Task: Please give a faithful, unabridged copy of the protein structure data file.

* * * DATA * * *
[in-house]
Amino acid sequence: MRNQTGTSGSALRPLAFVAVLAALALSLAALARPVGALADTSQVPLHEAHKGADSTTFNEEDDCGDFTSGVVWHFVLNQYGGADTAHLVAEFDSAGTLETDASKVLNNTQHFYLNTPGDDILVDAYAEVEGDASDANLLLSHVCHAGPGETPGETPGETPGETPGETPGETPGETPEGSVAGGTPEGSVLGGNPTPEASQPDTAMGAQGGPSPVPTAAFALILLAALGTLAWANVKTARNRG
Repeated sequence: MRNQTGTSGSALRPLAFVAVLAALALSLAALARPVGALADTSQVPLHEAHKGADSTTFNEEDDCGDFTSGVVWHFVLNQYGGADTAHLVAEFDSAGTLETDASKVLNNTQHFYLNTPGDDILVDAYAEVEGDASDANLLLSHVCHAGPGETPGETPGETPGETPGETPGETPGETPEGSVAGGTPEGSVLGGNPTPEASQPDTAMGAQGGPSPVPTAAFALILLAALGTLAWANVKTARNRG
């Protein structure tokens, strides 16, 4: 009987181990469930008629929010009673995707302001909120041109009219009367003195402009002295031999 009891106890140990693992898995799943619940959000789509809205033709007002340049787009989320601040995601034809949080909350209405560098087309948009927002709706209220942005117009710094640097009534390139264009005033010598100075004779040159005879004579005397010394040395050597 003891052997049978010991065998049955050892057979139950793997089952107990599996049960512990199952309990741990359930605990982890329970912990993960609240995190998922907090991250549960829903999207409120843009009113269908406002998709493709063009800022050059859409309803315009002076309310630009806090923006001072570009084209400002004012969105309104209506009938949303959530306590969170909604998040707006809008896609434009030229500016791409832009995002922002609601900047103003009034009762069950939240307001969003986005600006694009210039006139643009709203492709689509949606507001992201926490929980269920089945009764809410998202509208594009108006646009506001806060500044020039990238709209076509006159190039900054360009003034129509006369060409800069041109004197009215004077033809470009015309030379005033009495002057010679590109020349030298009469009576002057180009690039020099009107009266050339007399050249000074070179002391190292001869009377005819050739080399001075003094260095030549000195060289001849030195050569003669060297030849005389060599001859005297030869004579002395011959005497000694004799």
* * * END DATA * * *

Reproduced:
[in-house]
Amino acid sequence: MRNQTGTSGSALRPLAFVAVLAALALSLAALARPVGALADTSQVPLHEAHKGADSTTFNEEDDCGDFTSGVVWHFVLNQYGGADTAHLVAEFDSAGTLETDASKVLNNTQHFYLNTPGDDILVDAYAEVEGDASDANLLLSHVCHAGPGETPGETPGETPGETPGETPGETPGETPEGSVAGGTPEGSVLGGNPTPEASQPDTAMGAQGGPSPVPTAAFALILLAALGTLAWANVKTARNRG
Repeated sequence: MRNQTGTSGSALRPLAFVAVLAALALSLAALARPVGALADTSQVPLHEAHKGADSTTFNEEDDCGDFTSGVVWHFVLNQYGGADTAHLVAEFDSAGTLETDASKVLNNTQHFYLNTPGDDILVDAYAEVEGDASDANLLLSHVCHAGPGETPGETPGETPGETPGETPGETPGETPEGSVAGGTPEGSVLGGNPTPEASQPDTAMGAQGGPSPVPTAAFALILLAALGTLAWANVKTARNRG
């Protein structure tokens, strides 16, 4: 009987181990469930008629929010009673995707302001909120041109009219009367003195402009002295031999 009891106890140990693992898995799943619940959000789509809205033709007002340049787009989320601040995601034809949080909350209405560098087309948009927002709706209220942005117009710094640097009534390139264009005033010598100075004779040159005879004579005397010394040395050597 003891052997049978010991065998049955050892057979139950793997089952107990599996049960512990199952309990741990359930605990982890329970912990993960609240995190998922907090991250549960829903999207409120843009009113269908406002998709493709063009800022050059859409309803315009002076309310630009806090923006001072570009084209400002004012969105309104209506009938949303959530306590969170909604998040707006809008896609434009030229500016791409832009995002922002609601900047103003009034009762069950939240307001969003986005600006694009210039006139643009709203492709689509949606507001992201926490929980269920089945009764809410998202509208594009108006646009506001806060500044020039990238709209076509006159190039900054360009003034129509006369060409800069041109004197009215004077033809470009015309030379005033009495002057010679590109020349030298009469009576002057180009690039020099009107009266050339007399050249000074070179002391190292001869009377005819050739080399001075003094260095030549000195060289001849030195050569003669060297030849005389060599001859005297030869004579002395011959005497000694004799």